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Pediatric Physical Therapy:
doi: 10.1097/01.pep.0000346056.72802.b2
Departments: Letters to the Editor

Author's Response

Murphy, Deirdra DT, DPT, MS, MHA

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University of Massachusetts Lowell

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To the Editor:

I am responding to the letter written to the editor, on September 24, 2008 by Barbara Cunningham from the American Hippotherapy Association about our article, “The Effects of Hippotherapy on Functional Outcomes for Children with Disabilities—A Pilot Study.”1

It is a complex world with rapidly developing advances locally, nationally, and globally, requiring common language that is easily understood and focuses on the primary issues.

Therapeutic programs using horses have advanced in scope, program development, and terminology. I acknowledge and appreciate the author’s point highlighting the need for consistent terminology. There is indeed a lack of consensus of the terminology at different local programs, various national and international professional organizations regarding the use of horses for improving function. In addition to therapeutic riding and hippotherapy, the terminology Equine-Assisted Activity is another umbrella term which has also been used to capture therapeutic riding and hippotherapy terminology.

For the purpose of clarification, the authors used the term therapeutic horseback riding once in the body of the text under the methods section in brackets. The authors used the term specifically in the text at that point to reflect the farm’s terminology of the intervention used for the children in the study. Certainly, this validates your point that there is a lack of consensus of terminology throughout the field and local programs.

The term modality is defined in Stedman’s Dictionary as “a form of application or employment of a therapeutic agent or regimen.”2 The term modality is used in the article in the broad sense of a therapeutic regimen. Most recently in 2007, Sterba3 uses the term modality to refer to horseback riding as therapy in his review article.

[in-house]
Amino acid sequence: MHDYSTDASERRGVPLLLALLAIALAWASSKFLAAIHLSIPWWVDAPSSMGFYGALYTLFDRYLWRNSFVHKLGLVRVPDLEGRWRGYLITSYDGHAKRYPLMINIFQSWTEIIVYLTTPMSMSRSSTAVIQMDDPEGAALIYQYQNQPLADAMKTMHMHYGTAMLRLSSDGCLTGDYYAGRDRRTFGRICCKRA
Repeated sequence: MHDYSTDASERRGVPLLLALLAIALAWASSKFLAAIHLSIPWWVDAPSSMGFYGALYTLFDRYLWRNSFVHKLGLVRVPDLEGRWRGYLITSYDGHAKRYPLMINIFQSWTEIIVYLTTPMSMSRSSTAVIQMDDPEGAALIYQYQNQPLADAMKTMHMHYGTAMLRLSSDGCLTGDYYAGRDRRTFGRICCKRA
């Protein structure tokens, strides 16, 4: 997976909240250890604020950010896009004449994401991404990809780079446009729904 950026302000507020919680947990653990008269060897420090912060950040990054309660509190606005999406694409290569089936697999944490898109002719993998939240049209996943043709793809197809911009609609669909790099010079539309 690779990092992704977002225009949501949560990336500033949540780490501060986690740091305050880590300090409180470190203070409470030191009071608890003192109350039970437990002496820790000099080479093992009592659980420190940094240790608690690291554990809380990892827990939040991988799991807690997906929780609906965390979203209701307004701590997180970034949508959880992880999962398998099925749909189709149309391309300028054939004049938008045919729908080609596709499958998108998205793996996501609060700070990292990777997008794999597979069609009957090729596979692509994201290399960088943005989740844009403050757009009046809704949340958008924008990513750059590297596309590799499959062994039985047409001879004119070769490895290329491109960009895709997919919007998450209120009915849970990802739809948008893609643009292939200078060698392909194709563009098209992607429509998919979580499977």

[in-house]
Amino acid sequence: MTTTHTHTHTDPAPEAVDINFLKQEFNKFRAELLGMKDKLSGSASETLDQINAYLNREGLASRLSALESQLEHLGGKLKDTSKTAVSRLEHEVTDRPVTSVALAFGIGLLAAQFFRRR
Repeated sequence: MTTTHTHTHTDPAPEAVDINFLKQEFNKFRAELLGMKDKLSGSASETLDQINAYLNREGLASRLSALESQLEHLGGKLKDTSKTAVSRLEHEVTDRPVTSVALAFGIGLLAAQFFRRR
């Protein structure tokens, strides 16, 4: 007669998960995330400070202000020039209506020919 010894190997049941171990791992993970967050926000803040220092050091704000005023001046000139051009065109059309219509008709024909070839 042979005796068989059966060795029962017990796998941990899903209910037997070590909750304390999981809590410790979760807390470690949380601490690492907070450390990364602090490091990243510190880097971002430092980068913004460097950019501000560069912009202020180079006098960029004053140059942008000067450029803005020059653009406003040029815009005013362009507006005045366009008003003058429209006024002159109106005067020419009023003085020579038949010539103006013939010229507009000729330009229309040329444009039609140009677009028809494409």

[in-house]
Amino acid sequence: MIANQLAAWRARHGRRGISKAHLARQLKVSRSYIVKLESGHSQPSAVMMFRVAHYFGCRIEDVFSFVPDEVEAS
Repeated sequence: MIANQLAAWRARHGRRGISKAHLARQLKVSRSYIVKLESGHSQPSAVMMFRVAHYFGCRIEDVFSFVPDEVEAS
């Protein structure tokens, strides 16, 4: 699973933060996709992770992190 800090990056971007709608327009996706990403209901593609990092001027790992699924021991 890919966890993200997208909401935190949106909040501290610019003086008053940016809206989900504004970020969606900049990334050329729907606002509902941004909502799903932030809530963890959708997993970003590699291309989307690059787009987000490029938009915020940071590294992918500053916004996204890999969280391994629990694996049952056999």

American Physical Therapy Association has joined the World Health Organization in supporting the International Classification and Functioning, Disability and Health (ICF) model. The language of the ICF is neutral as to etiology, placing the emphasis on function rather than condition or disease. The ICF model framed the methods, design, and functional outcomes of our study. The ICF model describes individuals according to their function, rather than disease or illness. The study focused on the broad view of health related status versus concentrating on the effects of hippotherapy at the cellular level.

The common language of the ICF provides a conversation about function.4 Using common language narrows the gap between health care providers and professional organizations, while optimizing functional outcomes for patients.

Deirdra Murphy, DT, DPT, MS, MHA

University of Massachusetts Lowell

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REFERENCES

1. Murphy DA, Kahn-D’Angelo L, Gleason J. The Effects of hippotherapy on functional outcomes for children with disabilities—a pilot study. Pediatr Phys Ther. 2008;20:264–270.

2. Stedman’ Medical Dictionary for the Health Professions and Nursing, Illustrated. 6th ed. Lippincott Williams & Wilkins; 2007.

3. Sterba, J. Does horseback riding therapy or therapist-directed hippotherapy rehabilitate children with cerebral palsy? Dev Med Child Neurol. 2007;49:68–73

4. Van Sant A. Pediatr Phys Ther. 2006;18:237

© 2009 Lippincott Williams & Wilkins, Inc.

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